A UTB may impact the amount of tax benefit recognized, on a net basis, for credits acquired. That is, the amount of any estimated exposure could offset some or all the deferred credit or acquired income tax benefit. The financial statement accounting for the interplay between UTBs and deferred credits is not covered within any current accounting guidance.

Therefore, there is a question as to how the interaction between UTBs and deferred credits is appropriately accounted for in these situations, if applicable.

Financial statement presentation

The difference in accounting treatment for uncertain tax positions and insurance coverage or indemnification agreements may result in a gross up within the income statement and balance sheet presentation. That is, de-recognition of any related eligible credits via a UTB should accounted for and presented through income tax expense in accordance with ASC 740-10, and recognition of any related receivable should be accounted for and presented within pre-tax income.

A right to offset these amounts within the financial statements doesn’t exist. The UTB liability, if any, is payable to the taxing authority, while the receivable, if any, is due from a separate third party. Any indemnity receivable recognized should be assessed for collectability (i.e., the seller’s ability to pay the indemnity should be considered, which may create additional complexities).

Seller considerations

Since, in accordance with IRC Sec. 6418(a), the indemnifying party (i.e., the seller) is not the primary obligor to the taxing authority, sellers should account for the tax risk in accordance with FASB Topic ASC 460, Guarantees.

Generally, this subtopic requires the use of fair value based on the guidance within FASB Topic ASC 820, Fair Value Measurements and Disclosures, which is outside the scope of this discussion. Selling entities entering indemnification agreements with buyers should consult their financial statement advisors and attest firms.

How do these treatments affect a company’s effective tax rate, including in the context of minimum tax thresholds like the OECD’s global minimum tax?

Guidance from the Organization for Economic Coordination & Development (OECD) issued in July of 2023 indicates eligible credits will receive favorable treatment under the global minimum tax structure. Specifically, the sale of transferable tax credits by multinational entities (MNEs) will be treated as generating additional income rather than as a tax reduction for the seller.

For MNEs purchasing transferable tax credits, only the difference between the notional value of the tax credit and the purchase price will be deemed to reduce a buyer's tax burden for purposes when calculating the effective tax rate (ETR). That is, by treating only the net discount as a reduction in taxes (versus the notional value of the tax credit), the buyer is deemed having paid U.S. taxes equal to the purchase price of the tax credit.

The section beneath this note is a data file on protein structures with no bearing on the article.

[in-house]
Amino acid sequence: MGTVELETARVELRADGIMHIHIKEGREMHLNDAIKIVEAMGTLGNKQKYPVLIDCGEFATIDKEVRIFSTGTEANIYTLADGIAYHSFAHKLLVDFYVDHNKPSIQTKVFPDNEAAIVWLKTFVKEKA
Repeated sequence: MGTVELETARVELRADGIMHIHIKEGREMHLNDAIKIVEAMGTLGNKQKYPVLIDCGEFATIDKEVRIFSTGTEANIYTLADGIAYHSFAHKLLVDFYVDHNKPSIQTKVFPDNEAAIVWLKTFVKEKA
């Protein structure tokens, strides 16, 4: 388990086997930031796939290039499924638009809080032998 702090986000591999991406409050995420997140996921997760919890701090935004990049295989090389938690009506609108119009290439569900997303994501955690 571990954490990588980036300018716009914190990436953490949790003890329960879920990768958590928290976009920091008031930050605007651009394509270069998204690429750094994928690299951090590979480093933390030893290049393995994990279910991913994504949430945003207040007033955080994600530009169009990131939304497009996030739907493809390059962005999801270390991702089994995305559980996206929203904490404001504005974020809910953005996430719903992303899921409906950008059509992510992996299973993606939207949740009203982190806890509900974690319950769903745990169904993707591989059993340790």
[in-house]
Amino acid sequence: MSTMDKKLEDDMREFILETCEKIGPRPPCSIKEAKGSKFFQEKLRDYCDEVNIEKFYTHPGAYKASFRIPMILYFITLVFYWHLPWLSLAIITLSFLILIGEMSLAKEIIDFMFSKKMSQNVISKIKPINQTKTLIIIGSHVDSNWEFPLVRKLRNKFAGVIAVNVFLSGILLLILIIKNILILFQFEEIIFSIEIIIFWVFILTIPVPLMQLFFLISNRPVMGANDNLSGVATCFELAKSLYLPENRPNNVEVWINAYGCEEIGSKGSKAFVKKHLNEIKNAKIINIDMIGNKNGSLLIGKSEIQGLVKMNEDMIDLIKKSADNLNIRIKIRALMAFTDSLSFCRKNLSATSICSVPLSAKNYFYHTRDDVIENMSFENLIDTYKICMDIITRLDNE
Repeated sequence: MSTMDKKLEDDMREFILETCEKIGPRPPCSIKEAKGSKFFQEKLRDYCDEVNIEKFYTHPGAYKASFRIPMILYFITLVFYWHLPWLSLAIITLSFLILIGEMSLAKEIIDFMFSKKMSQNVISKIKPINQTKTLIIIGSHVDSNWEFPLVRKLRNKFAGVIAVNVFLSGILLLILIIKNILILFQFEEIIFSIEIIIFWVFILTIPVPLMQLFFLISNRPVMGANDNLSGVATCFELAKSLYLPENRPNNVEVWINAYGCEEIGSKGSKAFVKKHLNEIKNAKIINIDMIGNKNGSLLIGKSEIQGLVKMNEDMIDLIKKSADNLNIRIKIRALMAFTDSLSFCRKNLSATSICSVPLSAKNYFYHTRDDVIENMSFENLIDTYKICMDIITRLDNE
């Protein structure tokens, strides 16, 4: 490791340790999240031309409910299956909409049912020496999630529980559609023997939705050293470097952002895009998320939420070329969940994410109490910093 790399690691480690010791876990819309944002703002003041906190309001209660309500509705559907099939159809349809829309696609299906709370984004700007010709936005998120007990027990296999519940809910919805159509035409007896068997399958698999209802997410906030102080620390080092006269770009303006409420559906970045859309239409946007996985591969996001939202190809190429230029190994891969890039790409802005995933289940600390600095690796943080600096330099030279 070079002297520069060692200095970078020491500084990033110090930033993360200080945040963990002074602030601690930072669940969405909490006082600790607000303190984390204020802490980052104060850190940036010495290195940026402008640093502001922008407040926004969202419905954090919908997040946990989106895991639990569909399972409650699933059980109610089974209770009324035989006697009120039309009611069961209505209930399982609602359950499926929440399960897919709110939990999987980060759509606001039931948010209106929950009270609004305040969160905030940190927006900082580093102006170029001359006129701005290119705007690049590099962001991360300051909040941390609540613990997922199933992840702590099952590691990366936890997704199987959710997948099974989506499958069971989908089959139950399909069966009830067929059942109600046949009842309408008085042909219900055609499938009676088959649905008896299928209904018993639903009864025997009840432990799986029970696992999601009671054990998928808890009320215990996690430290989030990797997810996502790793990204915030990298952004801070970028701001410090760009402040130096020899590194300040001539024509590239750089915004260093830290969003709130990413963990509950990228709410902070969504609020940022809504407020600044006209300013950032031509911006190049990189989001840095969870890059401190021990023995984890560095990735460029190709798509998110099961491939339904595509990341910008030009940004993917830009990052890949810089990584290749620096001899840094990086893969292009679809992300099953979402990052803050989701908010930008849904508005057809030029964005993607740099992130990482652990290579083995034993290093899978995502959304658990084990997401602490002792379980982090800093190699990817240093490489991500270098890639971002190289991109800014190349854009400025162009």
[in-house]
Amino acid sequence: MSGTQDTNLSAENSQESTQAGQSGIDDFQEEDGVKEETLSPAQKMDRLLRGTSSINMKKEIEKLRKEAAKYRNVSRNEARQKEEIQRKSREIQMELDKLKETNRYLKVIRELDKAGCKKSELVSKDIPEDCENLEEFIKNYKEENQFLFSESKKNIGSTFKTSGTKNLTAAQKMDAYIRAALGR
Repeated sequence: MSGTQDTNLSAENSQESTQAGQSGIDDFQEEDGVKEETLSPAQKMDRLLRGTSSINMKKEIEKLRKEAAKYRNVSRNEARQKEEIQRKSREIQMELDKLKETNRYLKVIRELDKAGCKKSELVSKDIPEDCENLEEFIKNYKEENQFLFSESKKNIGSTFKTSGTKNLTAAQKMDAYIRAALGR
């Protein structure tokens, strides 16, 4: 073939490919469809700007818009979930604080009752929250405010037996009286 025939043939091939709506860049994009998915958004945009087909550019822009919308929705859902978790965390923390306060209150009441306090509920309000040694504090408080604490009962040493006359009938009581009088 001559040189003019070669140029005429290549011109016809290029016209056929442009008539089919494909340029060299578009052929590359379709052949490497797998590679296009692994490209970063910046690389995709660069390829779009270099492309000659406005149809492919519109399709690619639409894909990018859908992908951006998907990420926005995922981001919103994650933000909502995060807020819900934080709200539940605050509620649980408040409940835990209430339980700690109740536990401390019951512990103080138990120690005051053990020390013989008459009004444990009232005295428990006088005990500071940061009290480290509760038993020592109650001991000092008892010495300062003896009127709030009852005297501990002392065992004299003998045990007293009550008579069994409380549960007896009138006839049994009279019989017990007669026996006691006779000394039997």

How does the ability to take tax credits on quarterly tax filings influence the attractiveness of a tax credit purchase? And how do you advise companies to leverage tax credits in quarterly estimated filings?

The preamble to the proposed regulations says a transferee taxpayer could consider a specified credit portion it has purchased, or intends to purchase, for estimated tax payment purposes.

The final regulations confirm the phrase “intends to purchase” applies to situations where the taxpayer plans to complete a transaction satisfying the transfer election requirements (such that the taxpayer would qualify as transferee taxpayer with respect to a credit) but has not yet done so.

Thus, not all the transfer election requirements have to be met for the transferee taxpayer to take an anticipated credit into account for estimated tax payment calculations. However, the taxpayer remains liable for any applicable interest and penalties if an underpayment of estimated tax occurs because the credit is not purchased as planned.

The ability to use purchased tax credits to offset estimated tax payments is an efficient tax planning tool for many corporate taxpayers. By timing a potential tax credit purchase on or about a quarterly estimated tax payment due date, taxpayers can generate immediate cash tax savings without needing to claim a refund from the IRS.

Further, the guidance potentially allows for situations where a specific credit portion may be considered for estimated tax payment calculations without remitting payment to either the IRS or the credit transferor for certain time periods.

For more information on transferable credits, contact Brandon Hill at or 816-671-8914 or Jeff Fitzgerald at or 714-795-5436.

The information contained herein is general in nature and is not intended, and should not be construed, as legal, accounting, investment, or tax advice or opinion provided by CliftonLarsonAllen LLP (CLA) to the reader. For more information, visit